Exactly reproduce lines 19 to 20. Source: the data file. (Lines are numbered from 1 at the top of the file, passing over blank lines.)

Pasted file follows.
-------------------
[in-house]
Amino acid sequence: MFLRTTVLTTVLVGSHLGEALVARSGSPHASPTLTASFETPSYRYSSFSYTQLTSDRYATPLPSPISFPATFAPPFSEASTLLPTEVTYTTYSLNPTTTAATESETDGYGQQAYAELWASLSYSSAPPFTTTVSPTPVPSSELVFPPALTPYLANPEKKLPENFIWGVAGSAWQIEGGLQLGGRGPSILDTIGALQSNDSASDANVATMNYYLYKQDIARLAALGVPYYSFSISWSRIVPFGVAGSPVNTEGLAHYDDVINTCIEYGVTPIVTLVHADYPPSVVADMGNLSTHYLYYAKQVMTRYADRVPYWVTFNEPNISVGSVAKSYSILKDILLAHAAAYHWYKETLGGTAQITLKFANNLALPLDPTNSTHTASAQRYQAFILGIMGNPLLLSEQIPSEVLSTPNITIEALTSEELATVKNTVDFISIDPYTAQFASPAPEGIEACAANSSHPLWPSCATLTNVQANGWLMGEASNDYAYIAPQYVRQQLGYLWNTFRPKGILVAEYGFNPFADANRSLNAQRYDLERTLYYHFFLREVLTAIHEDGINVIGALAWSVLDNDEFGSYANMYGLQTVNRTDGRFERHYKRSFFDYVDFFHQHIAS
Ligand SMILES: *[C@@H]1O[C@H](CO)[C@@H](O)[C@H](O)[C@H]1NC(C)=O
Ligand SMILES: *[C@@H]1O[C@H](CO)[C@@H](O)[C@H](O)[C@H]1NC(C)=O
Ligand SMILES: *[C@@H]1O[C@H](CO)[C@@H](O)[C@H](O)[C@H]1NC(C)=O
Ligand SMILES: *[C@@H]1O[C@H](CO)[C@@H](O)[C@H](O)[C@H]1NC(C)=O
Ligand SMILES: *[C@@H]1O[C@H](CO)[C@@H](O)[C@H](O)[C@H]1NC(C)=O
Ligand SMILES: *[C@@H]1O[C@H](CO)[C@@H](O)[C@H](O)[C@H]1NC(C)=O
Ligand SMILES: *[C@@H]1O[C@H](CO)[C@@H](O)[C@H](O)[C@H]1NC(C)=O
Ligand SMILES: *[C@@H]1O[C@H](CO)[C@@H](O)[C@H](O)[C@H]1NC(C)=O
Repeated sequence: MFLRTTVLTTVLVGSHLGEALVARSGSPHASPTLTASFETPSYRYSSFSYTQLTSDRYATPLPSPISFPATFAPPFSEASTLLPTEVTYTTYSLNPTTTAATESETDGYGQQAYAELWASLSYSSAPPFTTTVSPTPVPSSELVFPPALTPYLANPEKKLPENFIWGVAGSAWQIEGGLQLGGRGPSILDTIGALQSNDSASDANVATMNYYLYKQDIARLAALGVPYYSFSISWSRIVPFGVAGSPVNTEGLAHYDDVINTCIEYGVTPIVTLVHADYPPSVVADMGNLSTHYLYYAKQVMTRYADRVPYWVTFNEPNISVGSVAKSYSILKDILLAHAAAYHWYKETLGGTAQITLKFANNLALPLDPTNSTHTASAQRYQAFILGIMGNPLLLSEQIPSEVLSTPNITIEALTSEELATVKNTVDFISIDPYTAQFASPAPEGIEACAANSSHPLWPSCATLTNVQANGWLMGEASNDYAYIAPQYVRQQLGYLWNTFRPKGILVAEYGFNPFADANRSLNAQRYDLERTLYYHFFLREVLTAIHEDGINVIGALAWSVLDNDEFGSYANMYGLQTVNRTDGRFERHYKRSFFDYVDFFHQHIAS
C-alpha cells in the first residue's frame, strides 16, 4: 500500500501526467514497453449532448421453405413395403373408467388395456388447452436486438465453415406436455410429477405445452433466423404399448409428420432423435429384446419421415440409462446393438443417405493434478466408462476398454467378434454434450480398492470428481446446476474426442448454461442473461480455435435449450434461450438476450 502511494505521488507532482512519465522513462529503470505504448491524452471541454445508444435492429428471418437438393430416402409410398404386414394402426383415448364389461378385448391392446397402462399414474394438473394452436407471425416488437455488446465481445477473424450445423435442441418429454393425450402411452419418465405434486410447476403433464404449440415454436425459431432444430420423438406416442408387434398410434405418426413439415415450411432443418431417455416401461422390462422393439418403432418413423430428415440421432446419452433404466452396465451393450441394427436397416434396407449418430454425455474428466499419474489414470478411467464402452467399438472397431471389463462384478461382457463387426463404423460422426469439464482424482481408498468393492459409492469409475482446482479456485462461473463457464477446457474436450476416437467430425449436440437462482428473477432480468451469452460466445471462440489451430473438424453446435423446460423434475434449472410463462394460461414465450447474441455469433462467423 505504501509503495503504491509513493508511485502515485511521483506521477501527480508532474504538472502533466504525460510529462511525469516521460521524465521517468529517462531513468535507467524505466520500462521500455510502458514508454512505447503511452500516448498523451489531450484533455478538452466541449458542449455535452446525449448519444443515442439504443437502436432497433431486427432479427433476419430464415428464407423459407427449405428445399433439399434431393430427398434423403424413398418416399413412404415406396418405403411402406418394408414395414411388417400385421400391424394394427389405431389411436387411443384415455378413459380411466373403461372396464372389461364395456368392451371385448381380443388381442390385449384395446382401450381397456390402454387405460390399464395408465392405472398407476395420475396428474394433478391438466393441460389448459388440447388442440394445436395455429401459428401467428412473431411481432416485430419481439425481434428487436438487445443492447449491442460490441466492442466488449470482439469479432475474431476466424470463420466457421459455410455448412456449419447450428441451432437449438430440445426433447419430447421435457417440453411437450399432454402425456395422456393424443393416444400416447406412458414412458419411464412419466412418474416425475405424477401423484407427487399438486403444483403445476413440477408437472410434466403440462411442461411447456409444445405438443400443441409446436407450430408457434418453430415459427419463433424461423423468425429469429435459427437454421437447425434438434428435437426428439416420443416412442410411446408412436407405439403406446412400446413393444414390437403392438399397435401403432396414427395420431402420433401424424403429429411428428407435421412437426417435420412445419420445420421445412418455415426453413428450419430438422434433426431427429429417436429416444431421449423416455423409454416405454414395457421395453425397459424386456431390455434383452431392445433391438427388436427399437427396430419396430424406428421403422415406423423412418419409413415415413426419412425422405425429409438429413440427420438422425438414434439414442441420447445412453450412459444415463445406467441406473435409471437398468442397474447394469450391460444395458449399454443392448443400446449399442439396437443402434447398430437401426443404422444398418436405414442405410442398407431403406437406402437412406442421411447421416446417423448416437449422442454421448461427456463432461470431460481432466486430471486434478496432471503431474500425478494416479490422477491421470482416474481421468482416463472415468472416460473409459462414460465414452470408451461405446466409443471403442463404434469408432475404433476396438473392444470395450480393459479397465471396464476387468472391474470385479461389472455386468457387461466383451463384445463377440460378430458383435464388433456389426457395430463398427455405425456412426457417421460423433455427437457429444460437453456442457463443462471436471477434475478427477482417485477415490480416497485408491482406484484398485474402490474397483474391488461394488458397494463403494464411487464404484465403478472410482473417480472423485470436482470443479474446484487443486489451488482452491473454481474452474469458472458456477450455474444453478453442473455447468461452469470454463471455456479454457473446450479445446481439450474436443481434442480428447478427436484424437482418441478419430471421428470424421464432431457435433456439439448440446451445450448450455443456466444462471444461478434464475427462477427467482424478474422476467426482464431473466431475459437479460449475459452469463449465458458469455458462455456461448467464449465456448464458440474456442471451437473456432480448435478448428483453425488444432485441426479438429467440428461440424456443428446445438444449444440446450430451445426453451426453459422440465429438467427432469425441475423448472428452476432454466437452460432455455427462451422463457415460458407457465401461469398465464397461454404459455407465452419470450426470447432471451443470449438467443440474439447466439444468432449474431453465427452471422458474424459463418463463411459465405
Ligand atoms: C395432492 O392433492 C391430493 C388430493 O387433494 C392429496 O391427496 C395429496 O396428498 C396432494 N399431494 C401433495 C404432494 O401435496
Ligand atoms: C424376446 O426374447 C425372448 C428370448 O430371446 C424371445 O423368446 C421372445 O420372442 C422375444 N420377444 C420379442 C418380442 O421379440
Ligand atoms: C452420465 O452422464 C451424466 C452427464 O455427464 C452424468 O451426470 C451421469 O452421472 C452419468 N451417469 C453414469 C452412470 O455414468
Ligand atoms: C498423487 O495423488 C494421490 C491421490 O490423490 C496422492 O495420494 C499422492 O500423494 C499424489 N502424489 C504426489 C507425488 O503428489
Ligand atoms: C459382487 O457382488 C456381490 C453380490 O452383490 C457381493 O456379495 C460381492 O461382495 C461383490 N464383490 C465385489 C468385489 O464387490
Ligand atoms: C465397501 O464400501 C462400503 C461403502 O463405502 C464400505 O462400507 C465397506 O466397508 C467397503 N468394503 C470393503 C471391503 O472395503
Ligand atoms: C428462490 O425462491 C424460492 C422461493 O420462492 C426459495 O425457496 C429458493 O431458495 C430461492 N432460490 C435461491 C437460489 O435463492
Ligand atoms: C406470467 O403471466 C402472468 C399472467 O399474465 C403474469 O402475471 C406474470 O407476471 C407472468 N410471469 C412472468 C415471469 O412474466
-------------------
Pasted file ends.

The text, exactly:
Ligand atoms: C428462490 O425462491 C424460492 C422461493 O420462492 C426459495 O425457496 C429458493 O431458495 C430461492 N432460490 C435461491 C437460489 O435463492
Ligand atoms: C406470467 O403471466 C402472468 C399472467 O399474465 C403474469 O402475471 C406474470 O407476471 C407472468 N410471469 C412472468 C415471469 O412474466